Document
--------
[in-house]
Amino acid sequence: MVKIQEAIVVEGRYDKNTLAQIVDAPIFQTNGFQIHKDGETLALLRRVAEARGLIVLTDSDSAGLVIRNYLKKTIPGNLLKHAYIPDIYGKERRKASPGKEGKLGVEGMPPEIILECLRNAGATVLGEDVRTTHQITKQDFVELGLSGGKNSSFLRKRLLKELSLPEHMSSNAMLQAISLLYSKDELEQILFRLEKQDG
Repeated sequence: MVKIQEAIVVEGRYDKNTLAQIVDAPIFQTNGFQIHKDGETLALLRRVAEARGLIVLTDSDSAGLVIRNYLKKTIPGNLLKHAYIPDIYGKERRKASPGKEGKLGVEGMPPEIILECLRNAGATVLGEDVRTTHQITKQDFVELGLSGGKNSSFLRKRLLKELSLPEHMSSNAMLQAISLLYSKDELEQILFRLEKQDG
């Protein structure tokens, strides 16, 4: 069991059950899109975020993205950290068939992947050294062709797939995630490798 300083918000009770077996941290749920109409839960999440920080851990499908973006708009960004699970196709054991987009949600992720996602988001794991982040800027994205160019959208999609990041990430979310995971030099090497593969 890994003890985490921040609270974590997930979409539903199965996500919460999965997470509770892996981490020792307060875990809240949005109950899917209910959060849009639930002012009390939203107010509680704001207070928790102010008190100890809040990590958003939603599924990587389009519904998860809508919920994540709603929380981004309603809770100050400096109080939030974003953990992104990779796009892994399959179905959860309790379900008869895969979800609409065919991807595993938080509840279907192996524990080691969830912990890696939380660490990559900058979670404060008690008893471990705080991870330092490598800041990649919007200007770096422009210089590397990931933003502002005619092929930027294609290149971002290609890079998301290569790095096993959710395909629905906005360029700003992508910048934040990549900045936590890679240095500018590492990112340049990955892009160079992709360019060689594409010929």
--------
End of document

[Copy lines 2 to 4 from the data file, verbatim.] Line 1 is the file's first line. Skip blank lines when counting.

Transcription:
Amino acid sequence: MVKIQEAIVVEGRYDKNTLAQIVDAPIFQTNGFQIHKDGETLALLRRVAEARGLIVLTDSDSAGLVIRNYLKKTIPGNLLKHAYIPDIYGKERRKASPGKEGKLGVEGMPPEIILECLRNAGATVLGEDVRTTHQITKQDFVELGLSGGKNSSFLRKRLLKELSLPEHMSSNAMLQAISLLYSKDELEQILFRLEKQDG
Repeated sequence: MVKIQEAIVVEGRYDKNTLAQIVDAPIFQTNGFQIHKDGETLALLRRVAEARGLIVLTDSDSAGLVIRNYLKKTIPGNLLKHAYIPDIYGKERRKASPGKEGKLGVEGMPPEIILECLRNAGATVLGEDVRTTHQITKQDFVELGLSGGKNSSFLRKRLLKELSLPEHMSSNAMLQAISLLYSKDELEQILFRLEKQDG
């Protein structure tokens, strides 16, 4: 069991059950899109975020993205950290068939992947050294062709797939995630490798 300083918000009770077996941290749920109409839960999440920080851990499908973006708009960004699970196709054991987009949600992720996602988001794991982040800027994205160019959208999609990041990430979310995971030099090497593969 890994003890985490921040609270974590997930979409539903199965996500919460999965997470509770892996981490020792307060875990809240949005109950899917209910959060849009639930002012009390939203107010509680704001207070928790102010008190100890809040990590958003939603599924990587389009519904998860809508919920994540709603929380981004309603809770100050400096109080939030974003953990992104990779796009892994399959179905959860309790379900008869895969979800609409065919991807595993938080509840279907192996524990080691969830912990890696939380660490990559900058979670404060008690008893471990705080991870330092490598800041990649919007200007770096422009210089590397990931933003502002005619092929930027294609290149971002290609890079998301290569790095096993959710395909629905906005360029700003992508910048934040990549900045936590890679240095500018590492990112340049990955892009160079992709360019060689594409010929």